All were charged with conspiracy to conduct computer fraud and abuse, conspiracy to commit wire fraud, wire fraud, damaging protected computers, and aggravated identity theft. All are in Russia, but are now subject to arrest by the U.S.

Cycling ● Just ahead of the major climbing stages that will decide the winner of this year’s Giro d’Italia, Slovenia’s Jan Tratnik scored his first Grand Tour stage win on the hilly, 229 km course from Udine to San Daniele del Friuli on Tuesday.

He outsprinted Australian Ben O’Connor over the last 800 m to secure the win by seven seconds, with Italy’s Enrico Battaglin edging two others in the dash for third. Further back, race leader Joao Almeida (POR) gained a couple of seconds on chaser Wilco Kelderman (NED) and now leads by 17 seconds overall, with five stages remaining.

It sounds crazy, but the final Grand Tour of 2020, the 75th La Vuelta de Espana got underway on Tuesday, with Slovenia’s Primoz Roglic taking the hilly first stage from Irun to Arrate.

Although the climbs were not huge, the 173 km course offered four significant rises in the final half, with Roglic moving fastest at the finish to cross ahead of five challengers: Richard Carapaz (ECU), Dan Martin (IRL), Esteban Chaves (COL), Felix Grossschartner (AUT) and Enric Mas (ESP).

Stages 2 and 3 are both serious climbing routes, with tomorrow’s race over 151.6 km from Pamplona to Lekunberri and featuring a major climb and then sharp descent into the finish over the final 25 km. Thursday’s stage has an uphill finish to La Laguna Negra de Vinuesa, but is not as demanding as Stage 2.

The compacted UCI Women’s World Tour schedule for 2020 had its penultimate race at Tuesday’s AG Driedaagse Brugge-De Panne, with Lorena Wiebes (NED) conquering the flat, 156.3 km course to De Panne in 3:39:43, just ahead of Lisa Brennauer (GER) and Lotte Kopecky (BEL).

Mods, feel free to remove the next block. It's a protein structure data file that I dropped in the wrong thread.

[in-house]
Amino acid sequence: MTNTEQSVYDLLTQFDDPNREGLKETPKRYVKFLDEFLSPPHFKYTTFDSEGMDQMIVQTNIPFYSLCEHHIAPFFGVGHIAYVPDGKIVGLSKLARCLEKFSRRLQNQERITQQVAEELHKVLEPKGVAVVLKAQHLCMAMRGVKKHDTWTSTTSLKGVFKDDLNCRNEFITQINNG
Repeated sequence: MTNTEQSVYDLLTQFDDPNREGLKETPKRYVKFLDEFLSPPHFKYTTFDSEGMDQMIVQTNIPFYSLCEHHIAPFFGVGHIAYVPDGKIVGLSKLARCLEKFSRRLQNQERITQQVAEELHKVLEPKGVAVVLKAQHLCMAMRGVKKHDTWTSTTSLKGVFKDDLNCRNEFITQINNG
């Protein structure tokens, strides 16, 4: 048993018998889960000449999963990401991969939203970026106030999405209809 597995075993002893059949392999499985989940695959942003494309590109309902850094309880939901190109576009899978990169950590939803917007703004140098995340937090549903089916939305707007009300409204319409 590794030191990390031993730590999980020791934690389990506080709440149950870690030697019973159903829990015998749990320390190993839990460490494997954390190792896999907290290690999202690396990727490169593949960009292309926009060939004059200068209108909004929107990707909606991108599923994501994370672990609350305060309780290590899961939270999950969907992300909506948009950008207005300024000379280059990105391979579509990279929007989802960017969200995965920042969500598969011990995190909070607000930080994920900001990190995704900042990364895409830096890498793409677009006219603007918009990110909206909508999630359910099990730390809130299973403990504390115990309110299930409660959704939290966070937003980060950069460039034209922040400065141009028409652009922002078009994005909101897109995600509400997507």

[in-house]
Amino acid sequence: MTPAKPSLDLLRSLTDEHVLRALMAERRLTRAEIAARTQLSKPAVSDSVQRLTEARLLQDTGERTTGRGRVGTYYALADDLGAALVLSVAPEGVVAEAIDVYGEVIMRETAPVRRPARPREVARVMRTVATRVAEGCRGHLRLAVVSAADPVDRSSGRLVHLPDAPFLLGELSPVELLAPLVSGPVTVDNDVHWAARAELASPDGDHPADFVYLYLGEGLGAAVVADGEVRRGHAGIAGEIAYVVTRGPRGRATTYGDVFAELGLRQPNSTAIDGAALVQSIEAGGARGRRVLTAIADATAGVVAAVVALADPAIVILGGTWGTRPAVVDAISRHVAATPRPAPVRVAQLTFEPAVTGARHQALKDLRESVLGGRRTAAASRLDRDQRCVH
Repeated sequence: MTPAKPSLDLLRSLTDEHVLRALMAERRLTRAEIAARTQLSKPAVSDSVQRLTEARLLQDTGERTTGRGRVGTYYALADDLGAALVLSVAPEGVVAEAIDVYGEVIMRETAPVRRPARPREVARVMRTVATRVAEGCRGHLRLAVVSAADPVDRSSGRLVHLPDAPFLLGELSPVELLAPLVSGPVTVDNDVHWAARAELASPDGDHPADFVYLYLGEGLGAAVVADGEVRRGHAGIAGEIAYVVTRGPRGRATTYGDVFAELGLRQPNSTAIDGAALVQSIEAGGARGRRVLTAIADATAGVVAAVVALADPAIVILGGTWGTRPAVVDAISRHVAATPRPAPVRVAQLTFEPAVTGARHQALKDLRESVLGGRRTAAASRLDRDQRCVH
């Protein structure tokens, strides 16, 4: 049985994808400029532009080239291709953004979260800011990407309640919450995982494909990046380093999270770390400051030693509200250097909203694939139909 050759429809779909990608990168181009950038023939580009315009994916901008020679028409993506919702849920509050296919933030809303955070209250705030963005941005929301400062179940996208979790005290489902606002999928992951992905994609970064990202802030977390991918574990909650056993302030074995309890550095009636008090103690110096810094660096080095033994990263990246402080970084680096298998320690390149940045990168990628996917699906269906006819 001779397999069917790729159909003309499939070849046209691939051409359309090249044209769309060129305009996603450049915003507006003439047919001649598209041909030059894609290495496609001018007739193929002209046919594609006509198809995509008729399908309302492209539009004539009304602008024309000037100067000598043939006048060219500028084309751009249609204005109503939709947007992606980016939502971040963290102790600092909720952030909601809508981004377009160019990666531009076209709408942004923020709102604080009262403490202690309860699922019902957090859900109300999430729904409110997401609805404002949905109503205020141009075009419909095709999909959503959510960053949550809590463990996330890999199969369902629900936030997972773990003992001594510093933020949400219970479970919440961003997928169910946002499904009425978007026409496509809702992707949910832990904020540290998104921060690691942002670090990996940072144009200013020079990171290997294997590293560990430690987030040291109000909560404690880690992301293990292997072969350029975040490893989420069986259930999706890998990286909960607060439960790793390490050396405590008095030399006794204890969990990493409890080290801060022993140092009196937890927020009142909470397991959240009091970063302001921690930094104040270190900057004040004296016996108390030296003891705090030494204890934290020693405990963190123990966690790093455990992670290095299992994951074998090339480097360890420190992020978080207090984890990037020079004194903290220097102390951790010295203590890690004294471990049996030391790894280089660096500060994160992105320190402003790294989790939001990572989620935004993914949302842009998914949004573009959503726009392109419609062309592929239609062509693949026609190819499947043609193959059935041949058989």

The men’s race will be held tomorrow (21st). The final race of the Women’s World Tour comes from 6-8 November at the Ceratizit Challenge by La Vuelta.

Gymnastics ● A scheduled Monday hearing on some minor matters in the USA Gymnastics proceedings at the U.S. Bankruptcy Court for the Southern District of Indiana was cancelled, with an omnibus hearing now scheduled for 30 November.

A report on operations showed that through 30 September, the total legal fees in the case totaled $12,149,931, of which $6,947,803 have been paid so far.

USA Gymnastics also filed a motion to settle its claims against Texas-based National Travel Systems, with whom it had arranged travel services for several years. If approved, NTS will pay $185,000 to the federation to settle all claims between them.

Swimming ● The final day of the second ISL match of the season – all in Budapest, Hungary – finished Monday with an easy win for the London Roar, with seven multiple-event winners in the 25 m pool at the Duna Arena: